Augusta Mayor Pro Tem Corey Johnson, who helped shepherd a tougher smoking ordinance last year before the Augusta Commission before it was voted down, said he has no immediate plans to bring it back up.
“We’ve still got a few things we need to deal with,” he said. “I just haven’t had much time to talk with colleagues and see where they were on this thing.”
It could be late September or October before Johnson brings it back up. Augusta is covered by a state law that bans smoking in restaurants but allows it in bars and places that do not admit anyone younger than 18.
The group pushing for what it calls smoke-free workplaces is concentrating on public education. Jennifer Anderson, the chairwoman of BreathEasy Augusta, said the group goes to public events such as First Friday to talk with people about secondhand smoke.
“A lot of people really don’t realize how hazardous secondhand smoke is,” she said. “That’s the big thing that we’re seeing when we go out to the public.”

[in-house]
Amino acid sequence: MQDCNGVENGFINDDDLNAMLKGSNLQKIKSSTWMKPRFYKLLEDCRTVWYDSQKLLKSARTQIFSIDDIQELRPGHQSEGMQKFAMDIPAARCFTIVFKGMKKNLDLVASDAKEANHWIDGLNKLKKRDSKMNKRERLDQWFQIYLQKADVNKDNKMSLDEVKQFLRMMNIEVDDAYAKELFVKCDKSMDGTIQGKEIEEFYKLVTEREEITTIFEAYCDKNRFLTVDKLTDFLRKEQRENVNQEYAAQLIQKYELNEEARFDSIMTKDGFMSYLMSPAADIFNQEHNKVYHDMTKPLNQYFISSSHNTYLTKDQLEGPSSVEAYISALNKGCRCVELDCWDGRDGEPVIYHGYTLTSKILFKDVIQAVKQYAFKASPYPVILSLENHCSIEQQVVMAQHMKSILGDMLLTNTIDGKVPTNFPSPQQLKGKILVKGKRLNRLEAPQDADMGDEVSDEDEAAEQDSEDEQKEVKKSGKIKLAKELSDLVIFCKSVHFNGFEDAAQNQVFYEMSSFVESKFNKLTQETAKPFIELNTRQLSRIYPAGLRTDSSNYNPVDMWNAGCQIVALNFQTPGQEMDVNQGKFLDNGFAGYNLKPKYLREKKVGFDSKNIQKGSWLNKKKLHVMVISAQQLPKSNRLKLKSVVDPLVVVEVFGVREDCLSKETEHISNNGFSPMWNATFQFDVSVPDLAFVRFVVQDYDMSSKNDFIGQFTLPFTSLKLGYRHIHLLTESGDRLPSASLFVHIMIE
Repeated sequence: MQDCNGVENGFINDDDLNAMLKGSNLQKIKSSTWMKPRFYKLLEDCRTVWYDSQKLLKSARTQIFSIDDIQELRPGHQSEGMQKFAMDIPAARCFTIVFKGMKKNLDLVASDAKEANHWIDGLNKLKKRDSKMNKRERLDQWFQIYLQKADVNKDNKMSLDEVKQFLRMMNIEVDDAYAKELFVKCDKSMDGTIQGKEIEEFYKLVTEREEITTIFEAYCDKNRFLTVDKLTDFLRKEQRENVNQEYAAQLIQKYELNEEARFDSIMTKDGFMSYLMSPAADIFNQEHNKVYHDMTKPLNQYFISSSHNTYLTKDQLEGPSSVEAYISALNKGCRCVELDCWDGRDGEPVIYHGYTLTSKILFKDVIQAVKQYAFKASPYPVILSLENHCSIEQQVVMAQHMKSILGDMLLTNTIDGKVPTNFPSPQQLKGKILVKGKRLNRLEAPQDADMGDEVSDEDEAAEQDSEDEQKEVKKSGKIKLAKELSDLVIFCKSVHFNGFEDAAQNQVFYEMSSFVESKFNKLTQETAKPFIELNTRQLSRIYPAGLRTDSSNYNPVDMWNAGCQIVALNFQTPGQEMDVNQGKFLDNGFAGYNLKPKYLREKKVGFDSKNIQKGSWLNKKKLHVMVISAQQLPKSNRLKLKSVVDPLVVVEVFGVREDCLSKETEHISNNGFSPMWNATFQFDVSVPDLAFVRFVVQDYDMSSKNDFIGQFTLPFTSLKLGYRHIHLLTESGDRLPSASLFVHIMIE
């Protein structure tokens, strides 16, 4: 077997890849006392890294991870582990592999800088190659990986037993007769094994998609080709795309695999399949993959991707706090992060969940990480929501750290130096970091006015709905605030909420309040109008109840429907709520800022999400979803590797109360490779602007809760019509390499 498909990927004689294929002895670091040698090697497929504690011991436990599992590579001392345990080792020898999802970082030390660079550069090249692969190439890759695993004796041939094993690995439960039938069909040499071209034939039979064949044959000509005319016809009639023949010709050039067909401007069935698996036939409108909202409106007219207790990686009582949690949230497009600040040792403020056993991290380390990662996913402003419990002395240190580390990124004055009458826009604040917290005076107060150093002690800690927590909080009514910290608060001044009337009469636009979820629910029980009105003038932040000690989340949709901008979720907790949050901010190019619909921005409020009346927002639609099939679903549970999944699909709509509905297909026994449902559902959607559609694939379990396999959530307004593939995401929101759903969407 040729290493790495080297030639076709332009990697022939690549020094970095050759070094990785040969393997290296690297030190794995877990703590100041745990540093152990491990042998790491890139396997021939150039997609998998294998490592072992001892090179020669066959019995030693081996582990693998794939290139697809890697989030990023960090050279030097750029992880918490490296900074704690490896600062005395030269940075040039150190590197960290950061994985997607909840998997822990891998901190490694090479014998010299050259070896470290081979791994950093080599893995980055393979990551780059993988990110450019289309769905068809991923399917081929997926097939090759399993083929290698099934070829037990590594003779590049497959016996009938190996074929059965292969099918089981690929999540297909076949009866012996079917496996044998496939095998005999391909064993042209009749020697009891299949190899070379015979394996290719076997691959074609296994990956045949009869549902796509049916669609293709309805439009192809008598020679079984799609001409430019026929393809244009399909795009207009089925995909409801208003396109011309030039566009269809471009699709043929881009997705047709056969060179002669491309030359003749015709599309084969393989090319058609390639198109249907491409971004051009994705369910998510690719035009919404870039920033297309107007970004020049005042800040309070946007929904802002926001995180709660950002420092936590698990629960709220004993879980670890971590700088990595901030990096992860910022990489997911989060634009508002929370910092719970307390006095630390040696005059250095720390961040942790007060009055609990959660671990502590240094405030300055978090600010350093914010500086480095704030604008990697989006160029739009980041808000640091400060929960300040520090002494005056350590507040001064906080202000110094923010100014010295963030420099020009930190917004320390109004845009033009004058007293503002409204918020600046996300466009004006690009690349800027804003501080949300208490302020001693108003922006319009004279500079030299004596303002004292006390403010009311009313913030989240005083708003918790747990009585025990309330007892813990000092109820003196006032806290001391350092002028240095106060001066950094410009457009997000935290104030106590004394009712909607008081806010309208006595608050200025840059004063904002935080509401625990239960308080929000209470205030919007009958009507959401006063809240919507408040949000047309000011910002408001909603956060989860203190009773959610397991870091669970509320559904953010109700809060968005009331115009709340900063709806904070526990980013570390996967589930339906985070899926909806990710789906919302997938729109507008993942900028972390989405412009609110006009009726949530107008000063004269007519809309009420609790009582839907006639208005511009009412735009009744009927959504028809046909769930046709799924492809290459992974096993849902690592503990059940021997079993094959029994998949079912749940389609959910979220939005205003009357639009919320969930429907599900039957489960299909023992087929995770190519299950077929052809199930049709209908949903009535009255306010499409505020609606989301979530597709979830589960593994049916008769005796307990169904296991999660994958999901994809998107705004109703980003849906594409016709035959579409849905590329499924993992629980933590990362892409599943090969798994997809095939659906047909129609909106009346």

The group passes out information from the Centers for Disease Control and Prevention about how exposure from as little as 20 minutes of secondhand smoke exposure can affect nonsmokers and longer exposure appears to have larger consequences.
A study of 2,889 “never smokers” published in February in the journal Hypertension, for instance, found that the higher the levels of nicotine byproduct in their blood, the greater the level of hypertension regardless of other risk factors such as body mass index and cholesterol levels.
The previous attempt to ban smoking in bars rankled some owners and is likely to raise opposition again.
Mike Scheetz, a co-owner of The Pub and Grub on Mike Padgett Highway, said he would be opposed to a smoke-free ordinance. He estimated about 25 to 30 percent of his customers smoke.
“I imagine they would probably not want to come here or what they would want to do is get a drink and go outside” to smoke, Scheetz said. That would mean adding an outdoor area, he said.